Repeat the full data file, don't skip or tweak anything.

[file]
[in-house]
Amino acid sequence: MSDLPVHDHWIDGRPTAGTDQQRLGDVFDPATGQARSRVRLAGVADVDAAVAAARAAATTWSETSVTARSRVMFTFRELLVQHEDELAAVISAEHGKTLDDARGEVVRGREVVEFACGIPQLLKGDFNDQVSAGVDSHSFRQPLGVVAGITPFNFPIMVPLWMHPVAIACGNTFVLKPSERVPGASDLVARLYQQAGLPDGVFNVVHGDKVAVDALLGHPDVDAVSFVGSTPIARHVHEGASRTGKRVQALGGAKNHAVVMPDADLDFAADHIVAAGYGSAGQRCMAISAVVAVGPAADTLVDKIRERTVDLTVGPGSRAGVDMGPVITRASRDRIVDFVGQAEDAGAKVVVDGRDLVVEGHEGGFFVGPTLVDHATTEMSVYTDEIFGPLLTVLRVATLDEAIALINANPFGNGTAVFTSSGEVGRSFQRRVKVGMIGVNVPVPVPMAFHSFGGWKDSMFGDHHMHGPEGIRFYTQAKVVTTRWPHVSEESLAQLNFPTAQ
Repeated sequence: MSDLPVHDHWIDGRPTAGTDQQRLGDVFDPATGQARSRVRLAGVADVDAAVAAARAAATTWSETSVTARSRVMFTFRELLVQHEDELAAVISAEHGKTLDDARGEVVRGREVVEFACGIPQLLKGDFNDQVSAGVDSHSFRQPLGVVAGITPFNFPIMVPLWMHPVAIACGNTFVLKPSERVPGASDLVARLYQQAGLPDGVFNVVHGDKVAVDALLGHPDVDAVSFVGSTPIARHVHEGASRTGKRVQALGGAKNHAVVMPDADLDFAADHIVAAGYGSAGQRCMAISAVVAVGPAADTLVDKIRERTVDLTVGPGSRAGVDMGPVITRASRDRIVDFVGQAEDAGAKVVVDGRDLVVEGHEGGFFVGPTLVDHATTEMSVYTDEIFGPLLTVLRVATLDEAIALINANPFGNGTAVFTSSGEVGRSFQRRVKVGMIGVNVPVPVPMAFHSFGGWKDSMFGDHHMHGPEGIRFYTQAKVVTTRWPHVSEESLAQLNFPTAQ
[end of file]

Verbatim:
[in-house]
Amino acid sequence: MSDLPVHDHWIDGRPTAGTDQQRLGDVFDPATGQARSRVRLAGVADVDAAVAAARAAATTWSETSVTARSRVMFTFRELLVQHEDELAAVISAEHGKTLDDARGEVVRGREVVEFACGIPQLLKGDFNDQVSAGVDSHSFRQPLGVVAGITPFNFPIMVPLWMHPVAIACGNTFVLKPSERVPGASDLVARLYQQAGLPDGVFNVVHGDKVAVDALLGHPDVDAVSFVGSTPIARHVHEGASRTGKRVQALGGAKNHAVVMPDADLDFAADHIVAAGYGSAGQRCMAISAVVAVGPAADTLVDKIRERTVDLTVGPGSRAGVDMGPVITRASRDRIVDFVGQAEDAGAKVVVDGRDLVVEGHEGGFFVGPTLVDHATTEMSVYTDEIFGPLLTVLRVATLDEAIALINANPFGNGTAVFTSSGEVGRSFQRRVKVGMIGVNVPVPVPMAFHSFGGWKDSMFGDHHMHGPEGIRFYTQAKVVTTRWPHVSEESLAQLNFPTAQ
Repeated sequence: MSDLPVHDHWIDGRPTAGTDQQRLGDVFDPATGQARSRVRLAGVADVDAAVAAARAAATTWSETSVTARSRVMFTFRELLVQHEDELAAVISAEHGKTLDDARGEVVRGREVVEFACGIPQLLKGDFNDQVSAGVDSHSFRQPLGVVAGITPFNFPIMVPLWMHPVAIACGNTFVLKPSERVPGASDLVARLYQQAGLPDGVFNVVHGDKVAVDALLGHPDVDAVSFVGSTPIARHVHEGASRTGKRVQALGGAKNHAVVMPDADLDFAADHIVAAGYGSAGQRCMAISAVVAVGPAADTLVDKIRERTVDLTVGPGSRAGVDMGPVITRASRDRIVDFVGQAEDAGAKVVVDGRDLVVEGHEGGFFVGPTLVDHATTEMSVYTDEIFGPLLTVLRVATLDEAIALINANPFGNGTAVFTSSGEVGRSFQRRVKVGMIGVNVPVPVPMAFHSFGGWKDSMFGDHHMHGPEGIRFYTQAKVVTTRWPHVSEESLAQLNFPTAQ